Search Images Maps Play YouTube News Gmail Drive More »
Sign in
Screen reader users: click this link for accessible mode. Accessible mode has the same essential features but works better with your reader.

Patents

  1. Advanced Patent Search
Publication numberUS5718237 A
Publication typeGrant
Application numberUS 08/413,384
Publication date17 Feb 1998
Filing date30 Mar 1995
Priority date15 Nov 1993
Fee statusPaid
Also published asCA2175831A1, CA2175831C, DE69432525D1, DE69432525T2, EP0744916A1, EP0744916A4, EP0744916B1, US5487392, WO1995013746A1
Publication number08413384, 413384, US 5718237 A, US 5718237A, US-A-5718237, US5718237 A, US5718237A
InventorsJohn R. Haaga
Original AssigneeHaaga; John R.
Export CitationBiBTeX, EndNote, RefMan
External Links: USPTO, USPTO Assignment, Espacenet
Biopsy needle
US 5718237 A
Abstract
A biopsy needle has coaxial, telescopically interengaged stylet, inner and outer cannulas which are axially and rotatably displaceable relative to one another. The stylet has a distal portion provided with a cutting recess for severing a biopsy specimen from a site in a patient, and the inner cannula has a distal portion for cutting and capturing the specimen in the recess for removal from the site upon withdrawal of the needle from the patient. The distal portion of the inner cannula is partially cut away to provide an insert recess which supports a semi-circular insert of hemostatic collagen which remains at the site upon removal of the needle to minimize hemorrhagic complications by promoting blood clotting. The insert and the distal portion of the inner cannula have radially outer surfaces of corresponding radius whereby the distal portion of the inner cannula and the insert supported thereon are received within the distal end of the outer cannula prior to use of the needle.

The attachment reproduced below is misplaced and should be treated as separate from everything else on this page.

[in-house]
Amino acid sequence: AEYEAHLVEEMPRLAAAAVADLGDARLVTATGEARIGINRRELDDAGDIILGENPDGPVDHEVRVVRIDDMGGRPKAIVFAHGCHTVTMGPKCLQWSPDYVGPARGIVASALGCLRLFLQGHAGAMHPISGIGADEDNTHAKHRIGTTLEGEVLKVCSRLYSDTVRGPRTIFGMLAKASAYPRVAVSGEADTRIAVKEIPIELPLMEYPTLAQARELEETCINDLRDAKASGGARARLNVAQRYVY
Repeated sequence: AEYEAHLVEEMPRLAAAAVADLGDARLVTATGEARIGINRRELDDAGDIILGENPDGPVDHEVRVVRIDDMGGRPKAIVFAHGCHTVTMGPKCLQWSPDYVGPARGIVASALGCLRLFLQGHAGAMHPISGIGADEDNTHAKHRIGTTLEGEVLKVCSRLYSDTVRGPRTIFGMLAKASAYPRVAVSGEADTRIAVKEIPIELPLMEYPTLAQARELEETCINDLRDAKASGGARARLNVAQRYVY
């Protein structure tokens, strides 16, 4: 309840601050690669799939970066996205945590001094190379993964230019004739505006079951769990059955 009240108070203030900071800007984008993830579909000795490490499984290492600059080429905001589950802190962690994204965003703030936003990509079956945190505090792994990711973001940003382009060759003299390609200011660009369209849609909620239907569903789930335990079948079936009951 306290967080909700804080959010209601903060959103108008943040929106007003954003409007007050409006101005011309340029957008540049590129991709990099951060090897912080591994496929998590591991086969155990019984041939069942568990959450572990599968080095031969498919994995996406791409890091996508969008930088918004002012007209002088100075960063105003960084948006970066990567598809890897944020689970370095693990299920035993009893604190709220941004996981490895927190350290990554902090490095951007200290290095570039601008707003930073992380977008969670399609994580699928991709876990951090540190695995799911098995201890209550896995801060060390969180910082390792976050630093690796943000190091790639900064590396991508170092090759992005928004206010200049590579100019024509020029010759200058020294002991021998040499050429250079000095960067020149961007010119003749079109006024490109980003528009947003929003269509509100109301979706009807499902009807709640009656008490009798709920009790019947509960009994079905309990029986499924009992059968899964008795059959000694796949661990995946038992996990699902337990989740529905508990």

Images(3)
Previous page
Next page
Claims(6)
Having thus described the invention it is claimed:
1. A hemostatic sheath in combination with a medical device for accessing a body site within a human patient, said sheath initially disposed in an unapplied position within said device and slidable, relative to said device, to protrude from said device in an applied position and engage the margins of said site, said sheath comprising a hollow, cylindrical plug having a longitudinally extending axis and a longitudinally extending opening along said axis, said plug being arcuate transverse said axis and having circumferentially spaced apart axially extending side edges and means for occluding and preventing the flow of blood from said site when exposed to fluid from said site thereby minimizing complications from bleeding.
2. A hemostatic sheath in combination with a medical device for accessing a body site within a human patient, said sheath initially disposed in an unapplied position within said device and slidable, relative to said device, to protrude from said device in an applied position and engage the margins of said site, said sheath comprising a hollow, cylindrical plug having a longitudinally extending opening along its length whereby fluid from said site causes said sheath to occlude said site thereby minimizing complications from bleeding, said sheath including a longitudinally extending axis, said sheath being shaped in the form of a hollow shaped half-moon transverse to said axis.